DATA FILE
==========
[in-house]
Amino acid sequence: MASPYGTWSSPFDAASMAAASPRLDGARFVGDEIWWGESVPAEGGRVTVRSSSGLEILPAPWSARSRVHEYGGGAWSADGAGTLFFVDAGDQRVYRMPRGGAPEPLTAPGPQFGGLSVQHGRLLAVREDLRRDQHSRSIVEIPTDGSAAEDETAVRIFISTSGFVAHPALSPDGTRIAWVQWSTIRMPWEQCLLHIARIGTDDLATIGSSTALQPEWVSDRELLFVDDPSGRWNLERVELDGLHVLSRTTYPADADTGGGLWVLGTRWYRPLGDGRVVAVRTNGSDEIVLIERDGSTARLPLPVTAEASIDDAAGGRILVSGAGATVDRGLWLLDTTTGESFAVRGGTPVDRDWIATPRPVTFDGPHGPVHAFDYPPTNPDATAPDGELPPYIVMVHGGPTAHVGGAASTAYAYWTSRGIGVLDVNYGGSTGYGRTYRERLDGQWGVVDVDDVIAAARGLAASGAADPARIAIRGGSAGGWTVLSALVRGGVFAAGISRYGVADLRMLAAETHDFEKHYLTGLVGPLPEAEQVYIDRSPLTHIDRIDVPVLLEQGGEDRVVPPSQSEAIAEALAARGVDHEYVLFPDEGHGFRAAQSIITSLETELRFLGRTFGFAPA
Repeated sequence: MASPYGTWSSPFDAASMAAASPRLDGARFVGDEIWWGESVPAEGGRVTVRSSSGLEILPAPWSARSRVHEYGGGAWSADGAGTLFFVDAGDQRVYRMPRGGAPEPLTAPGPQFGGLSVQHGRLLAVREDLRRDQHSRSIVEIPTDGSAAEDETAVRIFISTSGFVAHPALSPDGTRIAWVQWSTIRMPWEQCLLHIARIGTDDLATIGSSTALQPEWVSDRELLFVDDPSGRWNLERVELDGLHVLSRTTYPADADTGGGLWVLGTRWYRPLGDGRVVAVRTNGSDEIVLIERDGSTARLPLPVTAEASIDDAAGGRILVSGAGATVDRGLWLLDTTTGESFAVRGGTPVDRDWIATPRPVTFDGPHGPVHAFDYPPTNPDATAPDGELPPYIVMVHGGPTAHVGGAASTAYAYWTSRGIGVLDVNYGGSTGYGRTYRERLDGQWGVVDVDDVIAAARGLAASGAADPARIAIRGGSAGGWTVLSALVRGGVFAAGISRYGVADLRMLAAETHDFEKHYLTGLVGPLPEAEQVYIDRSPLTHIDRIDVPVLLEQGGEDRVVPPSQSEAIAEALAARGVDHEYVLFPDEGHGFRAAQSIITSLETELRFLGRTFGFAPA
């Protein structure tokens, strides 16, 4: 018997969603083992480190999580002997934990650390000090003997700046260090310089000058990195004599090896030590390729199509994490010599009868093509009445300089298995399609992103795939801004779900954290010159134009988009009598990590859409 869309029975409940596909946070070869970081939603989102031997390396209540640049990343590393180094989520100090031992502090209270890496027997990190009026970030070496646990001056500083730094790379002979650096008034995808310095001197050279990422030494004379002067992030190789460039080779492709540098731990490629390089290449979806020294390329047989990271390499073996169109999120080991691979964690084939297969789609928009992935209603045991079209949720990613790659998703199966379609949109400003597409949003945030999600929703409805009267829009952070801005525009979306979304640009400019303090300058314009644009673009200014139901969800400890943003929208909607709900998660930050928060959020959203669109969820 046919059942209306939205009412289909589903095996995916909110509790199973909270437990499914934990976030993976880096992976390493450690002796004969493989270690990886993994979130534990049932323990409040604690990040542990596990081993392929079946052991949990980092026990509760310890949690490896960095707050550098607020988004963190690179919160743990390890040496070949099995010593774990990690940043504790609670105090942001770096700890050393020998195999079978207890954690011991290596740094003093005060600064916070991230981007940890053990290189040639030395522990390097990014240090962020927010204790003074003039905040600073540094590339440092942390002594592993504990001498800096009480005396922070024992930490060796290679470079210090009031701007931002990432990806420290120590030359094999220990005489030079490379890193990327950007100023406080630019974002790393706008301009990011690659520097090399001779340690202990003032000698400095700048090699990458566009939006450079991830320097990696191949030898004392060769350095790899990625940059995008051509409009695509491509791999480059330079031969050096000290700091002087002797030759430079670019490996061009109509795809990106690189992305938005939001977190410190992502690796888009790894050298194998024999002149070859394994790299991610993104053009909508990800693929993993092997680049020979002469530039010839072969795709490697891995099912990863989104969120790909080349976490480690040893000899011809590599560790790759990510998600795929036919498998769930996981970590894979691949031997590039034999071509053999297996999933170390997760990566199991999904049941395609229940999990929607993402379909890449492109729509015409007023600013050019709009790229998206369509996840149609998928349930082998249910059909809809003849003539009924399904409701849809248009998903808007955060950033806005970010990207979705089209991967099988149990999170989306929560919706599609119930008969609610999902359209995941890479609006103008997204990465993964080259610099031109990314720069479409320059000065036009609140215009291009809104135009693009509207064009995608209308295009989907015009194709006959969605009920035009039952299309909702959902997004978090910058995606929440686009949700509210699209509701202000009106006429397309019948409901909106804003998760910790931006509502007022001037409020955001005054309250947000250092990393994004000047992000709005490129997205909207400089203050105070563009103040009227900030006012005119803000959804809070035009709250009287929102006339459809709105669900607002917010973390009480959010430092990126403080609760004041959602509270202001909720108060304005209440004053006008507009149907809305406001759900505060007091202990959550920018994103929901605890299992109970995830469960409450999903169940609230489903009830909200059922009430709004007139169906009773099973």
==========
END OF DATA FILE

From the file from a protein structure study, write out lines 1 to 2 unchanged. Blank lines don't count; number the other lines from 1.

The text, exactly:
[in-house]
Amino acid sequence: MASPYGTWSSPFDAASMAAASPRLDGARFVGDEIWWGESVPAEGGRVTVRSSSGLEILPAPWSARSRVHEYGGGAWSADGAGTLFFVDAGDQRVYRMPRGGAPEPLTAPGPQFGGLSVQHGRLLAVREDLRRDQHSRSIVEIPTDGSAAEDETAVRIFISTSGFVAHPALSPDGTRIAWVQWSTIRMPWEQCLLHIARIGTDDLATIGSSTALQPEWVSDRELLFVDDPSGRWNLERVELDGLHVLSRTTYPADADTGGGLWVLGTRWYRPLGDGRVVAVRTNGSDEIVLIERDGSTARLPLPVTAEASIDDAAGGRILVSGAGATVDRGLWLLDTTTGESFAVRGGTPVDRDWIATPRPVTFDGPHGPVHAFDYPPTNPDATAPDGELPPYIVMVHGGPTAHVGGAASTAYAYWTSRGIGVLDVNYGGSTGYGRTYRERLDGQWGVVDVDDVIAAARGLAASGAADPARIAIRGGSAGGWTVLSALVRGGVFAAGISRYGVADLRMLAAETHDFEKHYLTGLVGPLPEAEQVYIDRSPLTHIDRIDVPVLLEQGGEDRVVPPSQSEAIAEALAARGVDHEYVLFPDEGHGFRAAQSIITSLETELRFLGRTFGFAPA